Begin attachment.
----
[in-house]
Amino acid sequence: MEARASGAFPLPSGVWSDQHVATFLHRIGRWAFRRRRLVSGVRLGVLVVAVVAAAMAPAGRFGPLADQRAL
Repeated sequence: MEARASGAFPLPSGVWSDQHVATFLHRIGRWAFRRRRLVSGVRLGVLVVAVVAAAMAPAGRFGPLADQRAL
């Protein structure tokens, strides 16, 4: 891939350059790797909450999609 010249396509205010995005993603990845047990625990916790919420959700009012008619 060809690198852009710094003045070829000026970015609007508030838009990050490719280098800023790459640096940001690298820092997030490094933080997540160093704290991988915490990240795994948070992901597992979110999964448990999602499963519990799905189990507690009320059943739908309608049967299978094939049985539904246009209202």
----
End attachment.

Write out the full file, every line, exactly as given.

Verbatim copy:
[in-house]
Amino acid sequence: MEARASGAFPLPSGVWSDQHVATFLHRIGRWAFRRRRLVSGVRLGVLVVAVVAAAMAPAGRFGPLADQRAL
Repeated sequence: MEARASGAFPLPSGVWSDQHVATFLHRIGRWAFRRRRLVSGVRLGVLVVAVVAAAMAPAGRFGPLADQRAL
């Protein structure tokens, strides 16, 4: 891939350059790797909450999609 010249396509205010995005993603990845047990625990916790919420959700009012008619 060809690198852009710094003045070829000026970015609007508030838009990050490719280098800023790459640096940001690298820092997030490094933080997540160093704290991988915490990240795994948070992901597992979110999964448990999602499963519990799905189990507690009320059943739908309608049967299978094939049985539904246009209202």